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Jordan's Dabke Tradition
Transcript of Jordan's Dabke Tradition
Where is Jordan? What does it look like?
Jordan has many music cultures.
The most popular form of music in Jordan is patriotic songs to celebrate the country and/or king; these are influenced by their past Bedouin culture.
Another type of Bedouin music relies on the rebab (or al-rababa), which is a stringed instrument, and sometimes the mijwiz, a reed pipe. These songs have themes of raids, battles, generosity, etc. and are most often melancholy.
A famous dance among Jordanians is the sahja (or sahaja), involving groups of men as large as twenty.
More on Dabke
Dabke originated as an Arab folk dance in mountainous regions above the Mediterranean coastline and the Tigris River. When it was first created, possibly of Canaanite or Phoenician origin, it was danced by people in villages and towns of Lebanon, Syria, Palestine, Iraq, Jordan, and some quasi-bedouin tribes living in nearby territories.
Dabke is now considered a Levantine Arab folk circle dance.
Form of both circle dance and line dancing, performed at weddings and joyous occasions.
The line forms from right to left. The leader of the dabke heads the line, alternating between facing the audience and the other dancers.
In English, its name is also transliterated “dabka”,”dabki”, “dabkeh”, “debke”, “debkah”, “debki”, “debka”.
In Jordan there are about 19 types of dabke. Habel Mwadea’ refers to any dabke performed by men and women together.
Jordan's Dabke Tradition
Jordan is famous for its river
The Hashemite Kingdom of Jordan rests in a strategic location at the crossroads of Christian, Jewish, and Muslim Holy Land.
Jordan is in the Middle East, which is west of the Mediterranean Sea.
Jordan is also famous for the ancient red-rock city, Petra.
It borders Syria, Saudi Arabia, the Red Sea, Palestine, Israel, and Iraq
Jordan's geography is diverse.
West Jordan = Mediterranean climate; hot, dry summer and cool, wet winter + 2 transitional seasons.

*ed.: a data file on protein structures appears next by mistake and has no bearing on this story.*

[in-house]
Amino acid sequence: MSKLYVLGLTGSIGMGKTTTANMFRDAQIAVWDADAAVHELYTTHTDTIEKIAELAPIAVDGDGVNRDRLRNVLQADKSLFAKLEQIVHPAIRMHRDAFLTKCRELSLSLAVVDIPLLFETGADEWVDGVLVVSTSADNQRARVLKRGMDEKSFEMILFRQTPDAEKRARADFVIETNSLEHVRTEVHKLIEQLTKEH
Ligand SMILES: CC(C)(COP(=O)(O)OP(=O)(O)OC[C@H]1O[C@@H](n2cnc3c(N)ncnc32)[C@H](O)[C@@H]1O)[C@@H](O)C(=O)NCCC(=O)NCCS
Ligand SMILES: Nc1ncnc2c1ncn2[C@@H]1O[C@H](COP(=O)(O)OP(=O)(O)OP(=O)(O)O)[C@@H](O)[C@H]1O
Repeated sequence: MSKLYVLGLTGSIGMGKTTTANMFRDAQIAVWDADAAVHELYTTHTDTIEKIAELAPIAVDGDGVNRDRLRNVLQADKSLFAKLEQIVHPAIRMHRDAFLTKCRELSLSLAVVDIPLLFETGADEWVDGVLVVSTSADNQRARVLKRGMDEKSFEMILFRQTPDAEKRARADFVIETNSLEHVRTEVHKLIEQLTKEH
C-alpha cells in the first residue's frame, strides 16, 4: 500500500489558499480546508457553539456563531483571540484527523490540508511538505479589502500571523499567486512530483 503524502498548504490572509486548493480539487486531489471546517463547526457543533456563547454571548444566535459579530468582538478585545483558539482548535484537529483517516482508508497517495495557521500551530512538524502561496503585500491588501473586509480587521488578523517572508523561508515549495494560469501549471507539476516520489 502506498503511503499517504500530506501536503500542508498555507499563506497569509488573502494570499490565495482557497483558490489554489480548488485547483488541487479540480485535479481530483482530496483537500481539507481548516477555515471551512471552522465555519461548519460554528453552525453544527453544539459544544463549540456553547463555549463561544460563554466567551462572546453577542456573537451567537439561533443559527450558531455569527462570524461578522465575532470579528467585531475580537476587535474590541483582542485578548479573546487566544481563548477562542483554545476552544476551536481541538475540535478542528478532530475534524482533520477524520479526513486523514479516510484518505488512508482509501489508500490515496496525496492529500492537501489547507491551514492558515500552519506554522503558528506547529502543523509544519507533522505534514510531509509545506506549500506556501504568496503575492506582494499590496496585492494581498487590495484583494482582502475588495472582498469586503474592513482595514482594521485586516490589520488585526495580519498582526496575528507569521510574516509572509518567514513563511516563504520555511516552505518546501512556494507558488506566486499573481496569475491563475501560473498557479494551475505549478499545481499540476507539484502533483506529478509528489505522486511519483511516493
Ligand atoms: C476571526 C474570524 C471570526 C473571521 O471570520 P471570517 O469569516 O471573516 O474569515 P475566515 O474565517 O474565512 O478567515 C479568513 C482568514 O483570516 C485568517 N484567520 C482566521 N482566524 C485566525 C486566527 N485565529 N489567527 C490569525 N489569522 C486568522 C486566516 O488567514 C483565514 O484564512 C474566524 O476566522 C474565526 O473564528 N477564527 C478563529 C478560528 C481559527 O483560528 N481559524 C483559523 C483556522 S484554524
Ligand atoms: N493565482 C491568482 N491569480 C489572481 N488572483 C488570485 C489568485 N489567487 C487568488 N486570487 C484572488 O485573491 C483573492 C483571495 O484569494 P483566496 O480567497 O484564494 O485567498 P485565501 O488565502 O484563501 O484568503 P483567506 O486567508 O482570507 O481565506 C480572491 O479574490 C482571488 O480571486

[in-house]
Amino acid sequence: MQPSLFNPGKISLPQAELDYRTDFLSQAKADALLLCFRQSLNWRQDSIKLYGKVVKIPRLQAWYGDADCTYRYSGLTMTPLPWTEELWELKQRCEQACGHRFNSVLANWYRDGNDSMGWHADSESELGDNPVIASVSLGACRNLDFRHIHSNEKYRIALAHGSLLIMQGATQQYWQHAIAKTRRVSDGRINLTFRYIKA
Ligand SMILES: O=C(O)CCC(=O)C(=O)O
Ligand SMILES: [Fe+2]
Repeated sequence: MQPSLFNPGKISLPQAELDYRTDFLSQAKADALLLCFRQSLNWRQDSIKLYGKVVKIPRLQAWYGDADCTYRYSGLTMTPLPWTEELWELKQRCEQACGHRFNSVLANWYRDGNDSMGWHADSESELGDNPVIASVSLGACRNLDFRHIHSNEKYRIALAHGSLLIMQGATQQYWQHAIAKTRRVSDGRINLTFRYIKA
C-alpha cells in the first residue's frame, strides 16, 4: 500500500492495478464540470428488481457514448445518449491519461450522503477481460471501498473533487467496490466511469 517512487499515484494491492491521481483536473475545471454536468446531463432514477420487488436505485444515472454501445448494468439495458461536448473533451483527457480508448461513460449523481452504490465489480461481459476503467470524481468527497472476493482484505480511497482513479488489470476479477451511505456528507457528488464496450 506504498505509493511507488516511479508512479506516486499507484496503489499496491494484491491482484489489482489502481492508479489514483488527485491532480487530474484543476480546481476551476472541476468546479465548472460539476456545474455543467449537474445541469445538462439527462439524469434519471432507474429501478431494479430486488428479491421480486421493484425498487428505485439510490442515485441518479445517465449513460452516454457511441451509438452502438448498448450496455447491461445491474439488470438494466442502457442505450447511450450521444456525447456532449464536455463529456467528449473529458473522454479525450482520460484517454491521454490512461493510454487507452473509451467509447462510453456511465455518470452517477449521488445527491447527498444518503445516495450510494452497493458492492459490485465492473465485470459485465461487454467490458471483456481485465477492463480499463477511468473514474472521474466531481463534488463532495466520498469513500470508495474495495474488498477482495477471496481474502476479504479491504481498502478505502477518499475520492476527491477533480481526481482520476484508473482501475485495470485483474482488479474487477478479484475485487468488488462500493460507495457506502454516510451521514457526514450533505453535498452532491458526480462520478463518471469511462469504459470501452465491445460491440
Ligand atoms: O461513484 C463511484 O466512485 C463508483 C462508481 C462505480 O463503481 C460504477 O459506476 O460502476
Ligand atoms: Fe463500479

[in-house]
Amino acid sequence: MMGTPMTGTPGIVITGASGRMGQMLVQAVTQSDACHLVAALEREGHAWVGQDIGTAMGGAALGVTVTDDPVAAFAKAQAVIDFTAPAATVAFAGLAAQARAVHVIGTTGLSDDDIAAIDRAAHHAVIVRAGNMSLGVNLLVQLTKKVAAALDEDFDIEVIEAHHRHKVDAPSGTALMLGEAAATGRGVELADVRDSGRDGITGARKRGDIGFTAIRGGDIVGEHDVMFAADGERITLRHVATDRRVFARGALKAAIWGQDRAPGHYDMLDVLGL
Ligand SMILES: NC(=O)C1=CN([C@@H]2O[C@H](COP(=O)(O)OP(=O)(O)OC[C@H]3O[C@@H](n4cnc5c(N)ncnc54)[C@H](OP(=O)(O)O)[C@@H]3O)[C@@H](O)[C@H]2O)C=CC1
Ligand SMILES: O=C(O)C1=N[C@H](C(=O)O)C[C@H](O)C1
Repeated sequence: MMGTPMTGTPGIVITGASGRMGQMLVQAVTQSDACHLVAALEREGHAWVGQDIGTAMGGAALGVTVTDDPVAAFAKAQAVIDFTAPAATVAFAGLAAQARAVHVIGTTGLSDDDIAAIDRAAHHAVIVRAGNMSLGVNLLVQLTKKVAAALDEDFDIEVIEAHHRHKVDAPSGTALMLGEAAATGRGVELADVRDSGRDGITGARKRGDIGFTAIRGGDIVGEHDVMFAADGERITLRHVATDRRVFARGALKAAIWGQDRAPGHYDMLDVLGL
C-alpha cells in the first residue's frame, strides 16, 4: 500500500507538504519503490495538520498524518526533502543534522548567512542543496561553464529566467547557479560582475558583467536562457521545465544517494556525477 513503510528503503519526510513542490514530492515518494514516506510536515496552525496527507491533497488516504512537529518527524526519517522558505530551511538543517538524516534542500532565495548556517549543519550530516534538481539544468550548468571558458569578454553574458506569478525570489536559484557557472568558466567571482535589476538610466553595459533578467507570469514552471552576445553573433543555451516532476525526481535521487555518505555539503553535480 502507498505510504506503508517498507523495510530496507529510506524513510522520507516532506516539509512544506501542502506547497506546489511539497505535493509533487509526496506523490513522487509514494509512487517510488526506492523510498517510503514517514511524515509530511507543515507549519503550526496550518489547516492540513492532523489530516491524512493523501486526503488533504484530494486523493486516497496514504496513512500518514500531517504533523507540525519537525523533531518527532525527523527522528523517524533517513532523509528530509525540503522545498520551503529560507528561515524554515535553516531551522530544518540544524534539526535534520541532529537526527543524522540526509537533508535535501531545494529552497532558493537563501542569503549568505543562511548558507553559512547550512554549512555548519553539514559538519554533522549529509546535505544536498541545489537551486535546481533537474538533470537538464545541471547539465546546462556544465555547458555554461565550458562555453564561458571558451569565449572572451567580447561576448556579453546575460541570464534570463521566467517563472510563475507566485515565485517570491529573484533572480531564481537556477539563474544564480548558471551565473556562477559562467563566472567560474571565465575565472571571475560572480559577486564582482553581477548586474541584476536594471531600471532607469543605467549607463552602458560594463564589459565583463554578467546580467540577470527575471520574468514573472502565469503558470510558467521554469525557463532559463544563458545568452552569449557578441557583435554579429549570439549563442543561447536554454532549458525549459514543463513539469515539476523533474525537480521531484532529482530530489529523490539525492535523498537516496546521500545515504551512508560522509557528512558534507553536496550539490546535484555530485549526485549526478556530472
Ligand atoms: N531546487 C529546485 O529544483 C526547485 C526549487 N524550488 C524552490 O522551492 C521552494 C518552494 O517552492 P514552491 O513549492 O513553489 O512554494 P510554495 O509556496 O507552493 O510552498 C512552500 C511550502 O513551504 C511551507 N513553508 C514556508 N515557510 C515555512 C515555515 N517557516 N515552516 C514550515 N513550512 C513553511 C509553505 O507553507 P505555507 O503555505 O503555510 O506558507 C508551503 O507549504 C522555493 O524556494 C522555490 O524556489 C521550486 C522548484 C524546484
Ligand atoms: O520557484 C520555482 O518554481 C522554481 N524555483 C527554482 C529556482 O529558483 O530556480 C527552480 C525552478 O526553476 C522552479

75% percent of Jordan is a desert.
Divided into 3 areas: Jordan Valley, Mountain Heights Plateau, and Badia region (eastern desert)
Mountain Heights Plateau
Badia region (eastern desert)
People groups: 22
most populous: Arab-Palestinian (3.5 mill.)
other prevalent: Arab-Jordanian, Arab-Iraqi, Arab-Bedouin, Arab-Syrian, and Adyghe
2% Christian, 1% nonreligious, the rest Muslim
Jordan arose out of post-World War I division of the Middle East by Britain and France. At the time, the population was mostly tribes which had participated in the Great Arab Revolt against the Ottoman Empire. Today they're called East Bank Jordanians.
Jordan has both a king and prime minister, but the king has political power. Multi-party politics began in 1992.
Few natural resources, but its profits have been undermined by instability within the region. Jordan is dependent on aid, but the economy has been growing.
Economy based on phosphates, potash, fertilizer derivatives; telecommunications; industry and manufacturing; and tourism, but it relies on overseas remittances and foreign aid.
Dabke (or dabka) is the most famous traditional dance, performed by both men and women. This dance heavily relies on stamping one's feet. Steps differ from region to region (it is the national dance of Palestine, Lebanon, Syria, Jordan, Turkey and Iraq).
Bedouin Music from Wadi Rum Desert, Jordan
Would you like to learn how to Dabke?
GREAT! Now you're ready to go join LA Dabke Troupe! Check them out at www.facebook.com/LAdabketroupe/?fref=ts
Instruments of Dabke
Ud (Oud): lute; six courses of two strings, played with a plectrum; has a deep and mellow sound.
Mijwiz: reed clarinet, played by breathing smoothly through a circular aperture at the end, and by moving the fingers over the holes.
Sometimes the minjjayrah is also played, which is similar to the mijwiz., but an open-ended reed flute played in the same way.
Tablah (tabla): small hand-drum also known as the durbakke. Most are beautifully decorated, some with wood, tile, or bone inlay, etched metal, or paintings. It is a membranophone of goat or fish skin stretched over a drum with a wide neck. Today fishkins are rarely used due to the climate.
Daff (riq): similar to a tambourine. It has a round frame, covered on one side with goat or fish skin, and pairs of metal discs are set into the frame.
Arghul (yarghoul): commonly used in solos, often accompanied by singers that begin the dabke performances. It only has finger holes in one of its pipes/reeds.
By Darrah Covert